Former Lumberjack Warren Young recalls his days playing in Muskegon

Warren Young

By Ron Rop
Local Sports Journal

Former Muskegon Lumberjack Warren Young was back at the rink he once called home on Wednesday night.

Young completed his long professional career in 1987-88 as the captain of the professional Jacks.

Nowadays, he’s looking to break into the ranks of scouting for the National Hockey League’s Pittsburgh Penguins. And that’s why he was watching the action from behind the seating area at L.C. Walker for the USHL/NHL Top Prospects Game.

“What I remember mostly about Muskegon is that I was miserable,” Young said. “And I played like it. I had 325 minutes in penalty minutes that year, which was unheard of for me. But, you know, I was also the captain of the team and I had a role to play.”

The numbers don’t lie. In 60 games with the Jacks, Young scored 25 goals, added 26 assists and did spend an inordinate amount of time in the penalty box.

“The team was very, very good,” said Young . “We should have won it all, but we lost in the playoffs to Flint.”

He quickly rattles off the names of some of his teammates like Scott Gruhl, Jock Callander, Dave Michayluk, Mark Teevens, Jimmy Paek, Mike Rowe, Mitch Wilson and even a short stint with goaltender Pat Riggin. It was a Lumberjacks’ team that, under the coaching of Rick Ley, finished with a 58-14-0-10 record.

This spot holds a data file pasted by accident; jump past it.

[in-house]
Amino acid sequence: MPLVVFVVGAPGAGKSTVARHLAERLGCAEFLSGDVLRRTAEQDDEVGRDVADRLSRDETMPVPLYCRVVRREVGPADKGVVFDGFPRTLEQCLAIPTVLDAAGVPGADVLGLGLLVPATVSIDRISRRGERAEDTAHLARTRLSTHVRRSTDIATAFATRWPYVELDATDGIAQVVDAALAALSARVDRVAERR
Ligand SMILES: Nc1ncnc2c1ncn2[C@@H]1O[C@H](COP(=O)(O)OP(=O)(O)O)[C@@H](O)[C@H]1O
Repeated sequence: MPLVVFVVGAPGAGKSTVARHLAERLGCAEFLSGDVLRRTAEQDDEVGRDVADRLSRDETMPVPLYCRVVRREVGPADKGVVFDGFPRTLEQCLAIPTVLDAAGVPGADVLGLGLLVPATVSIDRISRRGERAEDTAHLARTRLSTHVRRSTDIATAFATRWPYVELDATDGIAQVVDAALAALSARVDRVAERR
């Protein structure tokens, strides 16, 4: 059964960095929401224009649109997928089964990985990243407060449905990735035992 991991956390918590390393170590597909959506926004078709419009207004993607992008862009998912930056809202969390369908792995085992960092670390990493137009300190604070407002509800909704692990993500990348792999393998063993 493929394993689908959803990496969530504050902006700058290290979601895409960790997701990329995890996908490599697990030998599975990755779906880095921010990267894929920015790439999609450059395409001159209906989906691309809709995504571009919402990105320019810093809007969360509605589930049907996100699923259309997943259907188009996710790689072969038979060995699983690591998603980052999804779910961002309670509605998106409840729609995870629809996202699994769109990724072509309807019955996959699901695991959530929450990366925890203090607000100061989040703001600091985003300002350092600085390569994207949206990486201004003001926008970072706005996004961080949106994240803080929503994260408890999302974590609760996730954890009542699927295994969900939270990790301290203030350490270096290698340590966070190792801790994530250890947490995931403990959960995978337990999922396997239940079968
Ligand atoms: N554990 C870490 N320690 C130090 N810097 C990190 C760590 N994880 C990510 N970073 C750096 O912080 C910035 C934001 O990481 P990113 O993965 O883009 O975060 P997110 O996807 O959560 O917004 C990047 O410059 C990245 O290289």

And what made Young so miserable wasn’t the fact that he didn’t like Muskegon, it was that he was no longer skating in the NHL.

“That was one of many things that went into it,” Young said. “But I wasn’t happy with hockey.”

Following that season in Muskegon, Young retired after having played 236 NHL games. He had 72 goals and 77 assists and spent 472 minutes in the penalty box. He also was a 40-goal scorer, a milestone he reached in 1984-85.

He had stints with the Minnesota North Stars, Penguins and one full season with the Detroit Red Wings.

And now that his kids are grown up, Young, who also spent 8 years coaching in the ECHL, is looking to get into scouting.

“I am not scouting for the Penguins, I am being tested for it, I guess,” Young said.

And what is Young looking for in the USHL prospects?

“I like to see them competing and I like to see the defensemen with two hands on their sticks, being strong in their own zone, and being ready for the puck whenever it’s  near them,” Young said. “Obviously, skating and size are very important.”

Therefore, he liked what he saw on Wednesday night as the top 40 draft eligible players showcased their talents for dozens of NHL scouts.

“There a couple players who aren’t too bad,” said Young, who lives in Pittsburgh. “And I’m sure we’ll discuss it with the other members afterwards.”

 

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